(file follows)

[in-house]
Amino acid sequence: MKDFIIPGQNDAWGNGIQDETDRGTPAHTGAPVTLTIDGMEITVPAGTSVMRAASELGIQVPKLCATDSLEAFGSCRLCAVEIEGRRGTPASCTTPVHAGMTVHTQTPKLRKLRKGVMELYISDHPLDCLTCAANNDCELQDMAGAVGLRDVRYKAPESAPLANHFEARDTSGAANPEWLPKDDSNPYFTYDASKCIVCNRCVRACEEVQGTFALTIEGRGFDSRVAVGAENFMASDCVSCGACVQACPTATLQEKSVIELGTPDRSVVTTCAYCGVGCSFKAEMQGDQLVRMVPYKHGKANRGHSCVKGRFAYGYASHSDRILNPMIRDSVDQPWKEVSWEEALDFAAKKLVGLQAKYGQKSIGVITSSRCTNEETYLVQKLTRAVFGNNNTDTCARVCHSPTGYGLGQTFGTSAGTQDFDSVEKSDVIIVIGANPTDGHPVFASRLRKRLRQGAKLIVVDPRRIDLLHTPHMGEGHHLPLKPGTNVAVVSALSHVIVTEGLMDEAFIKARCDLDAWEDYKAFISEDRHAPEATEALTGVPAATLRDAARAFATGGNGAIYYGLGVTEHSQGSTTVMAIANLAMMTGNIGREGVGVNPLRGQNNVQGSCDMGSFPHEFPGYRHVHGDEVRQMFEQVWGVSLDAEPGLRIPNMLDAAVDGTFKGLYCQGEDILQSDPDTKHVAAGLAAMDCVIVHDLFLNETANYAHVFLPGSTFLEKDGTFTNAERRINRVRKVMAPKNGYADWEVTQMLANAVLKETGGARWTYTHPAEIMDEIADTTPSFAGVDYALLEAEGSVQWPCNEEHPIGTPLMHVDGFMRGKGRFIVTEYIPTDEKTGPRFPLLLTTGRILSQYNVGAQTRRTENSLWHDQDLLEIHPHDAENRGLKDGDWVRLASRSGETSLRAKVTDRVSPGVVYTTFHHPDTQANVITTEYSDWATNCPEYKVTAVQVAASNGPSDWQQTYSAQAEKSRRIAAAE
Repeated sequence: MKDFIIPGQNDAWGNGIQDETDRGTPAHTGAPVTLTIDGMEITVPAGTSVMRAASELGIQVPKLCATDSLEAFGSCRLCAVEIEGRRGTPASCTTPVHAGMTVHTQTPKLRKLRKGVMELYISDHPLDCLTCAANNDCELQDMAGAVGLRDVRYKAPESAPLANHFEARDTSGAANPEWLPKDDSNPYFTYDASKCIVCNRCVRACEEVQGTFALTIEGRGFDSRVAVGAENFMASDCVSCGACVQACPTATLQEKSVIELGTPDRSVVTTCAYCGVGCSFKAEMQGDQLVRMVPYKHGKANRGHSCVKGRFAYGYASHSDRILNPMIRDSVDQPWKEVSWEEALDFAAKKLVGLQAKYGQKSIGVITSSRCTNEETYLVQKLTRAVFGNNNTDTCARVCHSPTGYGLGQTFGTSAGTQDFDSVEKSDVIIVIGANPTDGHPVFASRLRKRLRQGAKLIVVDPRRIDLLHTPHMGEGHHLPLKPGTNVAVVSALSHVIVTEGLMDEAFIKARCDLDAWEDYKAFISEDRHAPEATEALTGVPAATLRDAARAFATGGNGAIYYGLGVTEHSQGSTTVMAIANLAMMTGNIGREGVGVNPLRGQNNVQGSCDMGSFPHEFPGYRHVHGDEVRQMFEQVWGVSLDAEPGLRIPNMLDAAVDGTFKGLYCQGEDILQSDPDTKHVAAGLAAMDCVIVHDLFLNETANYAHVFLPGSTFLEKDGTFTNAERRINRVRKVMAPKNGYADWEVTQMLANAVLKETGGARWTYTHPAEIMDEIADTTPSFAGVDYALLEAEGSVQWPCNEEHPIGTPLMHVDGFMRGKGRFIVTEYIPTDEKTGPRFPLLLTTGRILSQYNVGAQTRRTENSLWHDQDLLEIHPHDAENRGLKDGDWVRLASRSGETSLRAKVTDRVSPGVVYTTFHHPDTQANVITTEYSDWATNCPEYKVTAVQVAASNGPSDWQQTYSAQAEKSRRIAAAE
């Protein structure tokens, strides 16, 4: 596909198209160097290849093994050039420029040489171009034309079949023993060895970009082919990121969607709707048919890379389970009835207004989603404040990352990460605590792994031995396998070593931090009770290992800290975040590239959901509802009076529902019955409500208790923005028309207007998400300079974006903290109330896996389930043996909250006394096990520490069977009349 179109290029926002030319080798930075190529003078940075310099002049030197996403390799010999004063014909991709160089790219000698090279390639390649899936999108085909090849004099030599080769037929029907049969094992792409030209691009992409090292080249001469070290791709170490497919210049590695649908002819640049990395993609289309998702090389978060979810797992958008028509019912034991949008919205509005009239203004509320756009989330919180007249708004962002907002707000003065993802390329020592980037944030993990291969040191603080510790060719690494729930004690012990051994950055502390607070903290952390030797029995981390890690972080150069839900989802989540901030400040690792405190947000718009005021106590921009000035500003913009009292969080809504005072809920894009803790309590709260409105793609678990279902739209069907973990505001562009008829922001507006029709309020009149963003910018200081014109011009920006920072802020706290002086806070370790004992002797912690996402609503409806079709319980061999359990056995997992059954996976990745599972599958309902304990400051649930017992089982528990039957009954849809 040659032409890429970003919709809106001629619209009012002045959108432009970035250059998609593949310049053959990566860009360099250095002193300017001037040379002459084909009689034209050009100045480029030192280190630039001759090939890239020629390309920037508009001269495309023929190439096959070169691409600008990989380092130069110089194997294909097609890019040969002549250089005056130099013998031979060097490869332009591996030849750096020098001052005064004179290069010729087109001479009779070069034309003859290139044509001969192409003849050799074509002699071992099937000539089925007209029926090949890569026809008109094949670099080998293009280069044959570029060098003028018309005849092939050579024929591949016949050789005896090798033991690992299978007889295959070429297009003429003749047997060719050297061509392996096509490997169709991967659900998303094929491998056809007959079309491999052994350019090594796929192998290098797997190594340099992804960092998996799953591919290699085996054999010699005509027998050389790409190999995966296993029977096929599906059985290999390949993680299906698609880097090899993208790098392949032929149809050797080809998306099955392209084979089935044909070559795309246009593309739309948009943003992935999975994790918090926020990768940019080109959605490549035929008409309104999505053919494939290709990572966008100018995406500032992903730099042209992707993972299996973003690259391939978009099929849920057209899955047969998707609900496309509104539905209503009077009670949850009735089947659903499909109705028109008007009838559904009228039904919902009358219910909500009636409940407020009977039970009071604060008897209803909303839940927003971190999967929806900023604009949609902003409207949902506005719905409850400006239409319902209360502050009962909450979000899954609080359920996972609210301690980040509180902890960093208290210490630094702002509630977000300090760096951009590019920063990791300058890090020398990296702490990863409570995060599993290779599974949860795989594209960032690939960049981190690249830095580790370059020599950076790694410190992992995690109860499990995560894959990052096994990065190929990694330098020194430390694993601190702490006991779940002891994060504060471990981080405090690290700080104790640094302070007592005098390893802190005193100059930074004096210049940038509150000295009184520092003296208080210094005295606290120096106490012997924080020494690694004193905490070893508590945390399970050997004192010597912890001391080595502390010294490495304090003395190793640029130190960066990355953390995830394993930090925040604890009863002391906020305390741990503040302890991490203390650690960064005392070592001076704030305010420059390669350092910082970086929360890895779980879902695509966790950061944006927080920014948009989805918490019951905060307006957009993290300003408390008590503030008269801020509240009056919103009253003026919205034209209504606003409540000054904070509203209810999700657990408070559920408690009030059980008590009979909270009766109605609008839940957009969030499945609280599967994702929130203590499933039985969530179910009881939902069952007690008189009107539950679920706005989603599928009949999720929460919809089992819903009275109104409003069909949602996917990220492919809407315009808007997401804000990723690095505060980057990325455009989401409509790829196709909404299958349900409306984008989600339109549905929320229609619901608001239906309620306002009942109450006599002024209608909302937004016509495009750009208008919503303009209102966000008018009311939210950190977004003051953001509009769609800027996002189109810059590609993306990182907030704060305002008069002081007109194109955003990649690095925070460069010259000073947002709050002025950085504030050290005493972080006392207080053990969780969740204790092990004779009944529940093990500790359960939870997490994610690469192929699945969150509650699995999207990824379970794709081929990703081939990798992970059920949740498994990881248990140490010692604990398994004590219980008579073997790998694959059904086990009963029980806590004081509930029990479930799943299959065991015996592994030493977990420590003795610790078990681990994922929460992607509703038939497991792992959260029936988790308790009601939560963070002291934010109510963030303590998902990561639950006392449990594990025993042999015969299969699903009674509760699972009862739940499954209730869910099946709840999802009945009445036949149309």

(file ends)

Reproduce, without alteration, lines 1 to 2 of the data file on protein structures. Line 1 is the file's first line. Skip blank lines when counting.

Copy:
[in-house]
Amino acid sequence: MKDFIIPGQNDAWGNGIQDETDRGTPAHTGAPVTLTIDGMEITVPAGTSVMRAASELGIQVPKLCATDSLEAFGSCRLCAVEIEGRRGTPASCTTPVHAGMTVHTQTPKLRKLRKGVMELYISDHPLDCLTCAANNDCELQDMAGAVGLRDVRYKAPESAPLANHFEARDTSGAANPEWLPKDDSNPYFTYDASKCIVCNRCVRACEEVQGTFALTIEGRGFDSRVAVGAENFMASDCVSCGACVQACPTATLQEKSVIELGTPDRSVVTTCAYCGVGCSFKAEMQGDQLVRMVPYKHGKANRGHSCVKGRFAYGYASHSDRILNPMIRDSVDQPWKEVSWEEALDFAAKKLVGLQAKYGQKSIGVITSSRCTNEETYLVQKLTRAVFGNNNTDTCARVCHSPTGYGLGQTFGTSAGTQDFDSVEKSDVIIVIGANPTDGHPVFASRLRKRLRQGAKLIVVDPRRIDLLHTPHMGEGHHLPLKPGTNVAVVSALSHVIVTEGLMDEAFIKARCDLDAWEDYKAFISEDRHAPEATEALTGVPAATLRDAARAFATGGNGAIYYGLGVTEHSQGSTTVMAIANLAMMTGNIGREGVGVNPLRGQNNVQGSCDMGSFPHEFPGYRHVHGDEVRQMFEQVWGVSLDAEPGLRIPNMLDAAVDGTFKGLYCQGEDILQSDPDTKHVAAGLAAMDCVIVHDLFLNETANYAHVFLPGSTFLEKDGTFTNAERRINRVRKVMAPKNGYADWEVTQMLANAVLKETGGARWTYTHPAEIMDEIADTTPSFAGVDYALLEAEGSVQWPCNEEHPIGTPLMHVDGFMRGKGRFIVTEYIPTDEKTGPRFPLLLTTGRILSQYNVGAQTRRTENSLWHDQDLLEIHPHDAENRGLKDGDWVRLASRSGETSLRAKVTDRVSPGVVYTTFHHPDTQANVITTEYSDWATNCPEYKVTAVQVAASNGPSDWQQTYSAQAEKSRRIAAAE